First, this is not the first time I have faced this conflict. When I first began writing here on Facebook, I struggled deeply over whether or not to share the things I was writing with the people of my church out here in cyberland. I didn’t want to step on toes. The things God called me to write were deeply personal, which for some reason didn’t bother me to share with the world at large, but made me nervous to intentionally share with people I would look in the eye every Sunday morning at worship. I was never really sure what God would have me say, and that was probably the closest I had ever come at that time to ever actually inviting anyone to really know who I was, how I thought, how I struggled. Had to, couldn’t help but share that if I wanted to share what God was doing in my life. I eventually, with tacit permission from my pastor, decided that the command to share the joy of God had come to me at my church and that while they were not the specific audience for that work, they were children of God and therefor part of that larger audience I was supposed to speak to. The work was a blessing, and led to friendships and doors I am not sure would have been there otherwise.
Which brings me to today, and the other thing that struck me as Corey and I read tonight. In the questions at the end of the chapter, there was one that I knew I would not be allowed to answer in class tonight. Yet, as I sat here, felt led to answer anyway. I had actually spent all week answering that question, even before I knew it would be part of class tonight. The chapter tells us that Jesus does not simply save us from hell, He saves us for something, then proceeds to ask us What did He save you for? The answers around the table were interesting. And I changed it up a bit, and also asked people to share what they saw in the people around them about what Christ had saved them for. It helps us sometimes to see what others see in us. And I would guess it was easier to steer the conversation and not have to find a way to avoid answering for myself. I am not sure why it is okay to share what I have learned this week here, when it was not okay there. Or if perhaps it was fear that held me rather than God and writing has always been easier.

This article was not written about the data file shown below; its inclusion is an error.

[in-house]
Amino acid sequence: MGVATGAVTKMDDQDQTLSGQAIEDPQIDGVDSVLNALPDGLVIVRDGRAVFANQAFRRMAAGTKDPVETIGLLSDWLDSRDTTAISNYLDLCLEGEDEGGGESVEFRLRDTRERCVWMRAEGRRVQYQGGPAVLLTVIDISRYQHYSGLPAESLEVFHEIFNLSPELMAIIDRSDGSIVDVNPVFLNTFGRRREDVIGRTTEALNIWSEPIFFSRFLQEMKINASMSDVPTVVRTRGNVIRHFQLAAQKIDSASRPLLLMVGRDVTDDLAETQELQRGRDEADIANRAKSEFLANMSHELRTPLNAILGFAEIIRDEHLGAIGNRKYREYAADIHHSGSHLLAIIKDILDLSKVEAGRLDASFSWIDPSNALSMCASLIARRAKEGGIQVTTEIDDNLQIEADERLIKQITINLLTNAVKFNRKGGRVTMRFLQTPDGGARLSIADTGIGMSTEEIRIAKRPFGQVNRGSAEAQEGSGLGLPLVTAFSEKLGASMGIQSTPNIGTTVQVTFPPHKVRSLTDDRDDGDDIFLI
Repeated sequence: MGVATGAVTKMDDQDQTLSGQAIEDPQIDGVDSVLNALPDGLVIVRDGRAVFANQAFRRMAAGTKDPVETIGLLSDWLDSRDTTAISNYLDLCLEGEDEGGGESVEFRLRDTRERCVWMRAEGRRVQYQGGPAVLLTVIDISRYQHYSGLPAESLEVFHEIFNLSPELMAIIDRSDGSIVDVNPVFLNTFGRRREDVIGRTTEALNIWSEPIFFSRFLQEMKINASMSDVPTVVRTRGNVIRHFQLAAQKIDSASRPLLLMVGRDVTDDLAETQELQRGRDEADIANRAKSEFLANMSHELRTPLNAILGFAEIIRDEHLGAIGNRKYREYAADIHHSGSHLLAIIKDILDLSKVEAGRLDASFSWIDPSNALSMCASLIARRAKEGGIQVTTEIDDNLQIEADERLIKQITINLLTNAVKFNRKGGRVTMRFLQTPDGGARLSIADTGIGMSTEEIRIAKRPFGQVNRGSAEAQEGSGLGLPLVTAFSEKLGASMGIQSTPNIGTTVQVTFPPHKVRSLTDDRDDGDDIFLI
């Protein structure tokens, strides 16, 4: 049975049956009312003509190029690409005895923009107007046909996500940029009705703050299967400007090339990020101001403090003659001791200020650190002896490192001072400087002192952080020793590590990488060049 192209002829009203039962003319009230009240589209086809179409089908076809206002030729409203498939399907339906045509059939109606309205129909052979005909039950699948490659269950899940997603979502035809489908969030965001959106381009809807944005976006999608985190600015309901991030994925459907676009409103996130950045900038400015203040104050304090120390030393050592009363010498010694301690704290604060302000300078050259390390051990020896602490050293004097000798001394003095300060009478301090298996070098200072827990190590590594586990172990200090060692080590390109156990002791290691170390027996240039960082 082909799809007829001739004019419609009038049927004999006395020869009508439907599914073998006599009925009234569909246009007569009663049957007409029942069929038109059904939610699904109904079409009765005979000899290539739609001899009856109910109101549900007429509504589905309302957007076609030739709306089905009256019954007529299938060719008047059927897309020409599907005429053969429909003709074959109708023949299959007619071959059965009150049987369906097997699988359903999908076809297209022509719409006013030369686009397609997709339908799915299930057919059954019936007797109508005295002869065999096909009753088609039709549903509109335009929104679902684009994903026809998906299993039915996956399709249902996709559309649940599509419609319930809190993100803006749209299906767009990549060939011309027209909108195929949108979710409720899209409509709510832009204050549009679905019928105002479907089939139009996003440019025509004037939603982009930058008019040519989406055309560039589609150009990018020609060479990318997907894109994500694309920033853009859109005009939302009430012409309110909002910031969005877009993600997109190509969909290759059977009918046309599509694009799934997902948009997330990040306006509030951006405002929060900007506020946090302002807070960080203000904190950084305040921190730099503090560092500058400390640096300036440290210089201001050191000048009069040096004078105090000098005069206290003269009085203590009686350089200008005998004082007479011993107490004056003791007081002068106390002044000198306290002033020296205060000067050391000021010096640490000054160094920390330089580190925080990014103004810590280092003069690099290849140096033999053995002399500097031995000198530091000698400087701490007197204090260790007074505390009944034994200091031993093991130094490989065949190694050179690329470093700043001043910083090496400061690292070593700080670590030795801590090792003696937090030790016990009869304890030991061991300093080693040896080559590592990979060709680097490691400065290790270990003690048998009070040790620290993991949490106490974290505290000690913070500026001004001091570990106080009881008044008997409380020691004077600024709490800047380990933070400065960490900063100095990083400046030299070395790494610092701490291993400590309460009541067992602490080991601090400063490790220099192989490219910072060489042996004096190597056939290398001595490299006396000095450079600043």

He saved me to speak His words to His people in a time where they are struggling to hear Him and see Him. He saved me to listen for His voice, and then share what I hear, the good and the bad. He saved me to warn of our folly and to point the way to His path. And I suppose, therein lies the trouble. When first I began this journey, I was nothing more than a simple congregant, wet behind the ears, sitting in the back row. In very un-Methodist fashion, my seat moved from the back to the front over the years. And I have become something else, but I’m not sure anyone else quite realizes it. God called me to step boldly, wholeheartedly, into whatever positions He opened up to me in that place, and I did.